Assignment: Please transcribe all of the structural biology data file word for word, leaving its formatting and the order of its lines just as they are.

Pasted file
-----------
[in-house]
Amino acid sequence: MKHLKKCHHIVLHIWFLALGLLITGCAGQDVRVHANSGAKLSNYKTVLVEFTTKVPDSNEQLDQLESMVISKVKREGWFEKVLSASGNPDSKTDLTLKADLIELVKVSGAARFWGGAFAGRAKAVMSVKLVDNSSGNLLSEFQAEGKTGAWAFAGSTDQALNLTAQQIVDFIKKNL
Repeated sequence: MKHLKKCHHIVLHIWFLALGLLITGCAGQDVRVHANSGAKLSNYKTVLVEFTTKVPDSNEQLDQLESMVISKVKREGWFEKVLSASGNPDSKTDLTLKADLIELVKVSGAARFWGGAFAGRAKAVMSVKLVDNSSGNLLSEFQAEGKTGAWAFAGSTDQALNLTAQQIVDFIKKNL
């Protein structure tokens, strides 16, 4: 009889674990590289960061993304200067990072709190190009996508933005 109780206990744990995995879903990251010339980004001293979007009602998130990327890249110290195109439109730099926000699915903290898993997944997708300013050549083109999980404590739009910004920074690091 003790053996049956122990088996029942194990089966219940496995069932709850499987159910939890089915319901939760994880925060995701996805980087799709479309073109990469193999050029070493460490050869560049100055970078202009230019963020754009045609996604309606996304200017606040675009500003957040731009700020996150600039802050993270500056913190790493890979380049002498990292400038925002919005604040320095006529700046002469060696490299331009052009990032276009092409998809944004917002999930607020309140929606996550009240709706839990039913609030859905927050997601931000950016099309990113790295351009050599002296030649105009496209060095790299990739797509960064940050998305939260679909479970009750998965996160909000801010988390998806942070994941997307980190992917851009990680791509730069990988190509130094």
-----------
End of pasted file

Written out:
[in-house]
Amino acid sequence: MKHLKKCHHIVLHIWFLALGLLITGCAGQDVRVHANSGAKLSNYKTVLVEFTTKVPDSNEQLDQLESMVISKVKREGWFEKVLSASGNPDSKTDLTLKADLIELVKVSGAARFWGGAFAGRAKAVMSVKLVDNSSGNLLSEFQAEGKTGAWAFAGSTDQALNLTAQQIVDFIKKNL
Repeated sequence: MKHLKKCHHIVLHIWFLALGLLITGCAGQDVRVHANSGAKLSNYKTVLVEFTTKVPDSNEQLDQLESMVISKVKREGWFEKVLSASGNPDSKTDLTLKADLIELVKVSGAARFWGGAFAGRAKAVMSVKLVDNSSGNLLSEFQAEGKTGAWAFAGSTDQALNLTAQQIVDFIKKNL
């Protein structure tokens, strides 16, 4: 009889674990590289960061993304200067990072709190190009996508933005 109780206990744990995995879903990251010339980004001293979007009602998130990327890249110290195109439109730099926000699915903290898993997944997708300013050549083109999980404590739009910004920074690091 003790053996049956122990088996029942194990089966219940496995069932709850499987159910939890089915319901939760994880925060995701996805980087799709479309073109990469193999050029070493460490050869560049100055970078202009230019963020754009045609996604309606996304200017606040675009500003957040731009700020996150600039802050993270500056913190790493890979380049002498990292400038925002919005604040320095006529700046002469060696490299331009052009990032276009092409998809944004917002999930607020309140929606996550009240709706839990039913609030859905927050997601931000950016099309990113790295351009050599002296030649105009496209060095790299990739797509960064940050998305939260679909479970009750998965996160909000801010988390998806942070994941997307980190992917851009990680791509730069990988190509130094």